This experience taught me a lesson. We accept the quality to which we are sensitized. If we don't know how good things can be, then we are really happy with what we have. As long as I was encountering progressive advances in technology, I was happy. But, with each advance, I was also being sensitized to how far we had come and to how far we still had to go.

Art And Technology

On the surface, many people might say, "So what? The function of your tools is to help you communicate. As long as you are communicating effectively, why worry about some ultimate communication vehicle. Just be happy with what you have."

This view is appropriate for many computer applications. For most of these applications, the meaning of the activity is independent of its representation. For example, the meaning of 3, three, and III is the same, even though the representation differs. Analytical computer applications (including financial calculations and most word processing tasks) involve representation independent of meaning. As a consequence, all we care about is the speed and flexibility with which the computer lets us do our tasks. We don't need fancy fonts, all we need is accuracy and ease of use.

This is not the case for the artist. For the artist, meaning and representation are inseparable—they are intertwined in such a tight manner that one cannot distinguish between the two. If this were not the case, painters would have died out with the invention of photography.

One cannot look at a painting of a pond of water lilies without sensing much more than the physical reality of the depiction. If the painting is any good, the viewer will be transported within himself to view the pond in a multisensory fashion to feel the quiet of the place, to hear the hum of the insects and the splash of the water as a fish jumps, to feel the warmth of the sun, and to experience the transportation of the spirit from the gallery to the heart of the artist who created the picture in the first place.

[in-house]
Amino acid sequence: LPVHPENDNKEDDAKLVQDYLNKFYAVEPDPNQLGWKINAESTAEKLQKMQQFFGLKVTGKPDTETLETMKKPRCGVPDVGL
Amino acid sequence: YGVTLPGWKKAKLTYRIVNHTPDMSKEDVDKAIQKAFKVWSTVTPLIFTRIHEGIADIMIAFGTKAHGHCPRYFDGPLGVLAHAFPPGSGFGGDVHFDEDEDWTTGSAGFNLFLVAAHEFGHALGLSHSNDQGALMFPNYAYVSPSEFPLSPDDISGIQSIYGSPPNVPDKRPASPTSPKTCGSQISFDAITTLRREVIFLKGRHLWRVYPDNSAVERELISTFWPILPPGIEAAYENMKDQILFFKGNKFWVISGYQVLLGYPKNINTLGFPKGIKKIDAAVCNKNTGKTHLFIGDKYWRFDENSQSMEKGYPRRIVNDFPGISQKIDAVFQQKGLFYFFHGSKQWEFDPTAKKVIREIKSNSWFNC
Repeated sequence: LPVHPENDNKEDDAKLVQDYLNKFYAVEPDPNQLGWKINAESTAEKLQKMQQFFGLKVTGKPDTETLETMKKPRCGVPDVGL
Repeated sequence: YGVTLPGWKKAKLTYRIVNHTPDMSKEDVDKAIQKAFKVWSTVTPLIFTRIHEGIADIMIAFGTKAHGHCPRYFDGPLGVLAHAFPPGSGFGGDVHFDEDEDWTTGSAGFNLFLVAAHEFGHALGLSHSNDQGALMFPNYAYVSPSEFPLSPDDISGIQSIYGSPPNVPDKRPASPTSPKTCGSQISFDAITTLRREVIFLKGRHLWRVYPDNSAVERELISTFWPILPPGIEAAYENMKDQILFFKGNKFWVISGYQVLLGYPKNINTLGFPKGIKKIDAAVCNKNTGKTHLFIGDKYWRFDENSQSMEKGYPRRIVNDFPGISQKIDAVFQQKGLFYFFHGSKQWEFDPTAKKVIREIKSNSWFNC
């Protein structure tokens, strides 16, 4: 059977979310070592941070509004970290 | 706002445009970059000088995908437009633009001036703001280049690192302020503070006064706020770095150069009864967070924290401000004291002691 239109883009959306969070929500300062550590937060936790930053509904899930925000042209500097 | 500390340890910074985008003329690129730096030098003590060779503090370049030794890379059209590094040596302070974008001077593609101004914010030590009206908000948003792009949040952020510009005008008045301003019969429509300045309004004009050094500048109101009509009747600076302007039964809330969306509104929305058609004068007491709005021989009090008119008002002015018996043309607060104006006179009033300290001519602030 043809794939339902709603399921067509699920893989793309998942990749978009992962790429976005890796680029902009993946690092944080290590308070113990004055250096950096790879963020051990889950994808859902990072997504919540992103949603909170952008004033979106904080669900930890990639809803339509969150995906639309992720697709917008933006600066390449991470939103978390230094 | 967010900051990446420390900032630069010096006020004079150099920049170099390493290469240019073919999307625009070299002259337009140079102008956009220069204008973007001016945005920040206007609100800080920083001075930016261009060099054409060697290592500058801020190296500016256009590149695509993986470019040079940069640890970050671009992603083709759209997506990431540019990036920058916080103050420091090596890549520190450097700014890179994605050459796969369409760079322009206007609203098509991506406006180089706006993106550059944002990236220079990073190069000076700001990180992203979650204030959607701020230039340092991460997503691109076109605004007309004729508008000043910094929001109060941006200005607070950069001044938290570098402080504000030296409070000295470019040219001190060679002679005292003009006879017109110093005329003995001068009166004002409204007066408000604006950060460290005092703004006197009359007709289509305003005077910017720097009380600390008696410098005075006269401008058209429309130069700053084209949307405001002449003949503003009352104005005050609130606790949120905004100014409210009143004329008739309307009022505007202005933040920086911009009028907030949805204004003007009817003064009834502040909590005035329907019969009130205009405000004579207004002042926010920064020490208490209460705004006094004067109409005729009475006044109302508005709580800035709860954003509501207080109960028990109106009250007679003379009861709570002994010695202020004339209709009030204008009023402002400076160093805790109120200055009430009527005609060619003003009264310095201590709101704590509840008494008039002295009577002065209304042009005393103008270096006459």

This is the function of art.

The question is simply this: Why is it that some artists feel capable of creating art of this caliber with a piece of charcoal and a sheet of paper and yet feel that computers just aren't good enough?

Some might argue that today's computers are serial (one step at a time) machines and that the creation of art is a holistic process. The computer belongs to the domain of the right hand, and art to the domain of the left. For this reason, the two will never mesh properly.

My problem with this argument is that it gives the computer too much credit. It suggests that the computer is more than a mere tool for expression when it is, in fact, only an alternative to the paint brush or piece of charcoal. To say that the computer is, at its core, a "left-brained" analytical tool makes as little sense as saying that a sculptor's mallet is a "right-brained" holistic tool.

The reality is that the computer is whatever kind of tool we want it to be. Those of us who want it to be a tool for the arts can turn it into one. We need all the technical help we can get in the realm of display and input technology, but mostly we need the vision to create software that allows artists to capture the soul of a scene along with its picture.

I am reminded of the story of Ansel Adams who decided to give up a career as a pianist to become a photographer. His family complained, saying that the camera couldn't express the soul. "Perhaps," Ansel replied, "but the photographer can,"

Dr. Thornburg welcomes letters from readers and can be reached at P.O. Box 1317, Los Altos, CA 94023.